How New York and the Capital Region compare on income inequality

ACS2013 state median income map

States by median household income in 2013. / map: US Census Bureau

Income inequality has been a much-discussed topic over the last few years, so some new numbers about income -- and income inequality -- out this week from the Census Bureau caught our eye.

As part of the income data from the 2013 American Community Survey, the Census Bureau released Gini coefficients for various places -- these numbers are the result of calculation intended to give a sense of how income is distributed within a group of people, usually a nation. It's a very common of income inequality when comparing countries.

So we were curious to see how New York -- and the Capital Region -- compared to the rest of the nation...

A quick note: The Gini Index ranges from 0 to 1. At 0, it means that every household has exactly the same level of income. At 1, it means that all the income is going to just one household and everyone else is getting nothing.

The Gini Index does not necessarily speak to levels of income. For example, populations where everyone is either similarly very rich or similarly very poor would both have low Gini indexes.

New York State

ACS2013 state gini indexes map

First, how New York State stacks up against other states (and Puerto Rico). The map above is from the Census Bureau. As you can see, New York has one of the highest Gini Indexes in the nation.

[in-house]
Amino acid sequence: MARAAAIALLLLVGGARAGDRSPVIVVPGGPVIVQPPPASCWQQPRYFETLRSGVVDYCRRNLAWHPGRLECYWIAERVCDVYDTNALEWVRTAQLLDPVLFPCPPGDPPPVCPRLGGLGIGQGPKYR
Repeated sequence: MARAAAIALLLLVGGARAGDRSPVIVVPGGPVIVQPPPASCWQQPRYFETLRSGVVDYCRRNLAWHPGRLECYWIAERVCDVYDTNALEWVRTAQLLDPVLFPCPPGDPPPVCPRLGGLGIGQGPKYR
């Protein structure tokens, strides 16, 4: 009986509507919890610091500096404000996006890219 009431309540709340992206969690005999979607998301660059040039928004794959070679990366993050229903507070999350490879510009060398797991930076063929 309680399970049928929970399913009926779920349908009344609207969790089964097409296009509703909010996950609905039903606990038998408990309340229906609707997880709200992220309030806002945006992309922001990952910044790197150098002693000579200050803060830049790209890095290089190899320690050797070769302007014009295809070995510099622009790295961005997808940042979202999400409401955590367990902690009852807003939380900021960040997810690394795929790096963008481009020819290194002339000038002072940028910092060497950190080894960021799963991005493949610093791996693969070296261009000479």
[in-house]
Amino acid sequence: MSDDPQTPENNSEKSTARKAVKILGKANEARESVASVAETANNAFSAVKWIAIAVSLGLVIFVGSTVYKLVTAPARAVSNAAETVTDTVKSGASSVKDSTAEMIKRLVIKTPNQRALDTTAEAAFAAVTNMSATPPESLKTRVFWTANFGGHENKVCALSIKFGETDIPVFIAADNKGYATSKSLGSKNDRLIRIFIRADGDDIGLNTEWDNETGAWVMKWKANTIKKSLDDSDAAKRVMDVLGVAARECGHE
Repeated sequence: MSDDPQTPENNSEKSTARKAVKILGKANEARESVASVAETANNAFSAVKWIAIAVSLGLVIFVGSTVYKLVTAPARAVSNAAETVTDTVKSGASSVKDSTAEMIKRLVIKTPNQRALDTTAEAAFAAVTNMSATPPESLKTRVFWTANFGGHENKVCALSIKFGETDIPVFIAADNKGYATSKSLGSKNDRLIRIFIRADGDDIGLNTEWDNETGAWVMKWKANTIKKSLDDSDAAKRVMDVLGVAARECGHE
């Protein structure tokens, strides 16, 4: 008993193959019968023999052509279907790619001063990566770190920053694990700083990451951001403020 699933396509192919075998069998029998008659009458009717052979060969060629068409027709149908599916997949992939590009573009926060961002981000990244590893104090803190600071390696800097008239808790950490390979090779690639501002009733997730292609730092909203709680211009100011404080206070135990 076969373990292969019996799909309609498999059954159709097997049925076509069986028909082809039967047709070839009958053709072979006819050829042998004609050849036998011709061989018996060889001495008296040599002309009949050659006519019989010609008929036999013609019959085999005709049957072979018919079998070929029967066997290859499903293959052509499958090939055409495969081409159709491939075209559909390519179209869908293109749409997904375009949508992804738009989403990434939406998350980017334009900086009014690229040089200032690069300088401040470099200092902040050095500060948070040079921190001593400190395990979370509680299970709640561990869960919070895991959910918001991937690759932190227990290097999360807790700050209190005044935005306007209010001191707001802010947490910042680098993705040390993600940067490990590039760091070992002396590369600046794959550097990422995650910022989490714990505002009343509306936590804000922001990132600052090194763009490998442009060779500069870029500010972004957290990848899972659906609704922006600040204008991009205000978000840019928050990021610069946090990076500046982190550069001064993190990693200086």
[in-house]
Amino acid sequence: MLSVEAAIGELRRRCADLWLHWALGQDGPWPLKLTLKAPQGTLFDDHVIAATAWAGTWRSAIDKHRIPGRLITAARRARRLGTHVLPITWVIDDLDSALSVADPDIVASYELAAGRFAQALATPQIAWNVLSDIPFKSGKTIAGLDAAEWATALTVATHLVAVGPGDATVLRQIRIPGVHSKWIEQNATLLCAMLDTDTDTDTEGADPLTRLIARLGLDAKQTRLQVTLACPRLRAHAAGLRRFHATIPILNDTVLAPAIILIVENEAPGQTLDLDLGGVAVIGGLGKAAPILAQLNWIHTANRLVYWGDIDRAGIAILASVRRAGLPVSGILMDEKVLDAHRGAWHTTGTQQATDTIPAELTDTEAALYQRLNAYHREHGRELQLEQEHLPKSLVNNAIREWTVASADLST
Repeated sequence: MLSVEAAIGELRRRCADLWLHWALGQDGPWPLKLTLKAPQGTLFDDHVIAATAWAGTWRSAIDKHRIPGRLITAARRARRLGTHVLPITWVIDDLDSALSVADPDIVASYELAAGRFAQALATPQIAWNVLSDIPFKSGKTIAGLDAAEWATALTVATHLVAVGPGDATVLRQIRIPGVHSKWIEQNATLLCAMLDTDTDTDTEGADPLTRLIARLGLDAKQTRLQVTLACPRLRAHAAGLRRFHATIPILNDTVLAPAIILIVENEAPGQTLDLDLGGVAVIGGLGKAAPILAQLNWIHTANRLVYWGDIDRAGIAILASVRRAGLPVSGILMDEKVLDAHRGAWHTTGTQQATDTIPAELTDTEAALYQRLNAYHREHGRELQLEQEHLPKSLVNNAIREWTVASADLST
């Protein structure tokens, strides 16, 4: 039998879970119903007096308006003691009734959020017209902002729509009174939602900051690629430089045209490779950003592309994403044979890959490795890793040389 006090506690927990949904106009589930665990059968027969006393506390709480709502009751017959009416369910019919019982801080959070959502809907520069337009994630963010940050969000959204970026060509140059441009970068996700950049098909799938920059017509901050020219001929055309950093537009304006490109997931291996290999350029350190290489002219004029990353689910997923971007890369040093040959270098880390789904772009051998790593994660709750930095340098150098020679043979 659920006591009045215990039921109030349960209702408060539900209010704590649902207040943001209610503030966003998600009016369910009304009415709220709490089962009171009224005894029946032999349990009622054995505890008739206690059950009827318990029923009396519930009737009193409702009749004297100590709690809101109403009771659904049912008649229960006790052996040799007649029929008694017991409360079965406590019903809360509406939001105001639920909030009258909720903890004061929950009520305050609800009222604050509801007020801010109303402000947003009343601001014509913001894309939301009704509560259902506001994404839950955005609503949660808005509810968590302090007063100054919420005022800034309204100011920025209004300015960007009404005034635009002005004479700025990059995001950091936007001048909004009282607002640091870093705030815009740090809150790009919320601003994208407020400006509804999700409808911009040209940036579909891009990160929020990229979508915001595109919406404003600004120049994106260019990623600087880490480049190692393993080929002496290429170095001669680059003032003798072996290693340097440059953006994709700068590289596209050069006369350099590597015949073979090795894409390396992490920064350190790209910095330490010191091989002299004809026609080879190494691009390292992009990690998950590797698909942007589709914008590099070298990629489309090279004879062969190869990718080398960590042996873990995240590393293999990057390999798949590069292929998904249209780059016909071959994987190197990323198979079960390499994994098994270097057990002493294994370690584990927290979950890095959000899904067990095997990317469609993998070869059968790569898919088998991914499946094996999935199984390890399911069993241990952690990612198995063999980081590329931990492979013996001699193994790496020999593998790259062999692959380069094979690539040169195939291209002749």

In fact, the Empire State's .5098 index (0.0035 margin of error) ranks third highest in the nation for income inequality. (The nation's Gini Index was estimated to be 0.481.)

New York's high ranking is probably in part a result of the contrast between New York City (where some people enormous amounts of money) and upstate (where many people don't).

For some in-state perspective, here's a clickable map of NYS counties for which the Census Bureau calculated a Gini index for 2013. (It includes counties with populations of 65,000 or more.)

The downstate counties lean toward the upper end of the index. And Manhattan really leans that way -- its index is .6012.

The Capital Region

So where does the Capital Region stand compared to the rest of the country? Here's another clickable map, this time of metro areas with more a 2013 estimated population greater than 500,000. The metros are shaded according to their Gini Indexes.

Compared to these other large metros, the Capital Region's income distribution is very much toward the more equal end of the spectrum. In fact, the Capital Region's Gini Index (.4403 - margin of error .0097) ranks as roughly 10th lowest among large metros.

(Why? Good question. Maybe something we'll dig into later. Quick guess right now: The Capital Region doesn't rank highly among large metros for poverty rate. And while there are people doing pretty well here, there probably aren't the numbers of super rich people as in some of the very large metros.)

There's a sortable table above in large format -- click or scroll all the way up.

The Capital Region's index contrasts greatly with that of New York City, which is the second highest in the nation. (The highest: Bridgeport-Stamford-Norwalk, CT Metro Area.)

More Capital Region bits

2013 estimated total population: 877,905

2013 estimated median household income: $59,626 (78th percentile among large metros)

2013 estimated poverty rate: 12.5 percent (19th percentile among large metros)

In this case, "large metros" means metro areas with more than 500,000 total population.

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